By Mark A. Hofmann, Crain News Service
WASHINGTON (April 17, 2014) — Current cyber risk management does not give much consideration to “digital distant perfection.”
That is the aggregation of cyber risks that can lie far beyond an organization’s own four walls, according to a report issued April 16.
The report—“Beyond Data Breaches: Global Interconnections of Cyber Risk”—was released during a discussion at the Atlantic Council, a Washington-based think tank. It was the result of a yearlong study of the issue by the Atlantic Council and Zurich Insurance Group Ltd.
Atlantic Council President and CEO Frederick Kempe told attendees that governments and “forward-looking” organizations must take a holistic view of cyber risk. The report said that while the Internet has proved to be “incredibly resilient,” the Internet of the future may not be as resilient and robust as today. “It will also be more likely to initiate and cascade global shocks,” the report said.
The Heartbleed computer bug “really shows us how quickly cyber landscapes can change,” said Michael Kerner, CEO of general insurance at Zurich. He advised his audience to look outside their own organizations for cyber risks that need to be addressed.
The report recommended steps for organizations to take in order to be more resilient to cyber shocks. These include:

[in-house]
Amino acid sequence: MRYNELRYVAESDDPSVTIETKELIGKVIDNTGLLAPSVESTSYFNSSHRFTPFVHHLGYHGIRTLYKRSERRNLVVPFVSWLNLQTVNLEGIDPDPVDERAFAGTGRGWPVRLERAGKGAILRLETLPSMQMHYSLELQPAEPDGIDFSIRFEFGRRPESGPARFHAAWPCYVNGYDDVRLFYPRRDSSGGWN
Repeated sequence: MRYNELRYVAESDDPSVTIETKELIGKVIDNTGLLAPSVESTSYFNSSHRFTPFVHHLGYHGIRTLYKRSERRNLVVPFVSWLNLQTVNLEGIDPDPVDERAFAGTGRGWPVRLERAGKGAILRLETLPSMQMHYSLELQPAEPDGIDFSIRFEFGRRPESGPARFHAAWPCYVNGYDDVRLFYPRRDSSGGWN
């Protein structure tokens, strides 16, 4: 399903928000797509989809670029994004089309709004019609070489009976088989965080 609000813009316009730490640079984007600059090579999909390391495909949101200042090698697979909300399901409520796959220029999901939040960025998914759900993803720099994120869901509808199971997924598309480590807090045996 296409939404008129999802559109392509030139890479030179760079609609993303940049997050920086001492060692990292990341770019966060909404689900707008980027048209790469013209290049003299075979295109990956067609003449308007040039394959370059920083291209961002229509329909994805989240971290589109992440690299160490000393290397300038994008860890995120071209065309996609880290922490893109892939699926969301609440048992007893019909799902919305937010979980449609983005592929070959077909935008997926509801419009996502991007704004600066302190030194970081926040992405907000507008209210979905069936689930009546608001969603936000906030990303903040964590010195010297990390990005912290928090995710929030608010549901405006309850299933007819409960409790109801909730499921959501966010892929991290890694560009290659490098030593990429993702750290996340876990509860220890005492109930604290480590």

• Putting the private sector at the center of crisis management, since government management of cyber risk lacks the agility needed;
• Developing plans within organizations that have system-wide responsibility that ensure the stability of the system as a whole, rather than risks to an individual organization;
• Investing in trained teams ready to respond with defined procedures; and
• Conducting simulations of the most likely and most dangerous cyber risks to better prepare.
The report is available here.
This report appeared on the website of Crain’s Business Insurance magazine, a Chicago-based sister publication of Tire Business.
Titan International and the United Steelworkers union have petitioned the U.S. International Trade Commission and U.S. Department of Commerce seeking relief from OTR tire imports from China, India and Sri Lanka. What’s your opinion?
|I wholeheartedly support their action – something needs to be done.||
|I think it’s a bad idea that could inevitably tie the hands of domestic tire makers.||
|I oppose any duties against tire importers—they only raise costs for distributors and make it harder to obtain inventory.||
|I’m kind of on the fence and not sure what’s right, but need more information before deciding.||
|I don’t really care whether or not relief is granted.||
|Total votes: 78|